Natural Park of Fuentes Carrionas and Fuente Cobre-Montaña Palentina
|Natural Park of Fuentes Carrionas and Fuente Cobre-Montaña Palentina|
IUCN category V (protected landscape/seascape)
Location of the natural park within Castile and León
|Area||78,360 ha (193,600 acres)|
|Visitors||21179 (in 2007)|
|Governing body||Junta de Castilla y Léon|
The park was declared in 2000 and is one of a number of protected areas in the Cantabrian Mountains. The name of the park refers to the Fuentes Carrionas sub-range (source of the river Carrión) and to Fuente Cobre (the traditional source of the river Pisuerga). From an ecological point of view, most of the park is within the Atlantic biogeographical region, but it is on the edge of that region and 4% of the area is classed as Mediterranean.
In 1998 the natural park was proposed as a Site of Community Importance. In 2000 It was designated a Special Protection Area (SPA) for bird-life (reference number ES4140011) under the European Union's Birds Directive. In 2015 it was designated a Special Area of Conservation (SAC) under the Habitats Directive.
The Cantabrian Capercaillie became extinct in the natural park at the beginning of the twenty-first century. Since 2010 the European Union's LIFE programme has supported a recovery plan for this subspecies, "Urgent measures scheme for the conservation of the capercaillie (Tetrao urogallus cantabricus) and its habitat in the Cantabrian mountains". This project was scheduled to run until 2014 across SPAs and Biosphere reserves in the region, and the natural park has been identified as a suitable site for the bird's reintroduction.
Invertebrates include the Kerry Slug.
In the twentieth century, the Cantabrian brown bears were divided into two sub-populations by habitat fragmentation. The natural park lies within the range of the eastern subpopulation, which is the smaller of the two and at risk from endogamy. In 2009 a genetic study indicated that the bears had reversed the division of their range in Spain, and there is inter-breeding between the two sub-populations. Since 2009 the LIFE Programme has supported conservation work in the Cantabrian Mountains to enhance wildlife corridors with the aim of encouraging a natural flow of bears between sub-populations.
A national hunting reserve, the Reserva Nacional de Caza de Fuentes Carrionas, was in existence prior to the designation of the natural park, and it now forms a regional hunting reserve within the park boundaries. With an area of 49, 471 ha the hunting reserve covers the greater part of the natural park. While the hunting has been described as well-managed, there is some controversy as to whether a management regime appropriate for game species such as wild boar or deer is compatible with the interests of the protected species.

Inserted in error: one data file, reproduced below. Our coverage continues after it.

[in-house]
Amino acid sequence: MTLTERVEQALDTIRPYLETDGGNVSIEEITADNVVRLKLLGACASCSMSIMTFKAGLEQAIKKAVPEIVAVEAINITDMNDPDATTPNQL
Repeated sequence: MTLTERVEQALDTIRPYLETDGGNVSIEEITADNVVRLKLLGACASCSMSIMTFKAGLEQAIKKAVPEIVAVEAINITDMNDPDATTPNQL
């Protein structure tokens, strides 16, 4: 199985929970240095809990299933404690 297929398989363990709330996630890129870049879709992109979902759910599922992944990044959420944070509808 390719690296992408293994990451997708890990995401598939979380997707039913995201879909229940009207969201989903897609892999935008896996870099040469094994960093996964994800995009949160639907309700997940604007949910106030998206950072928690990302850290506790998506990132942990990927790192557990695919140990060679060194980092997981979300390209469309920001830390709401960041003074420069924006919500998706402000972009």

San Glorio Ski Resort
In 2004, a ski resort was proposed for the mountain pass of San Glorio which would directly impact the natural park. In 2006, the regional government relaxed the protection it had given the park in order to permit the development of a ski resort. The promoters of the project argued that it would help the local human population. There are about 2000 people living in the park. The area, like many Spanish rural districts, suffered from demographic decline in the twentieth century.
Environmentalists have disputed the economics of the project as, according to official predictions, the duration of seasonal snow cover in the Cantabrian mountains was likely to be adversely affected by global warming. Environmentalists have also argued that a ski resort would be incompatible with the aim of promoting the recovery of the brown bear, given that bears would be likely to avoid such a facility and that their habitat would thus be fragmented.
In March 2008, the High Court of Castilla y León ruled that the regional government’s sudden change in its own planning regulations, without a proper assessment, not only went against its own regional law, but both the national law on nature conservation and the European Natura 2000 regulations. The court also noted that climate change threatened the viability of the projected ski resort. However, despite this setback, the regional government continued to support the development. As at July 2010 the regional government was planning to submit a revised proposal to the European Union in the hope that it would not conflict with the Habitats Directive.
- "Fuentes Carrionas y Fuente Cobre-Montaña Palentina (Natura 2000 data set)". European Environment Agency. Retrieved 2017-06-17.
- (in Spanish) Natura 2000 listing. Spanish Ministry of the Environment
- Cantabrian Capercaillie Protection Scheme, Fundacion Iberdrola
- (in Spanish) Urogallo Cantábrico (LIFE+ Cantabrian Capercaillie website)
- (in Spanish) Fundación Oso Pardo, Official website of Brown Bear NGO
- (in Spanish) El oso cantábrico salta la autovía para reproducirse, Pedro Cáceres, El Mundo
- LIFE+ Project Brown Bear Corridors Archived 2011-07-26 at the Wayback Machine, Fundación Oso Pardo
- Cantabrian Mountains, Large Herbivore Network
- El oso de Fuentes Carrionas (Palencia) fue herido en zona de caza prohibida
- This view was supported by The Guardian newspaper in 2010 when it included San Glorio in a biodiversity campaign.
- (in Spanish) Rafael Méndez (2008-04-02), La justicia veta una estación de esquí al ser inviable con el cambio de clima, El País. See also English version.
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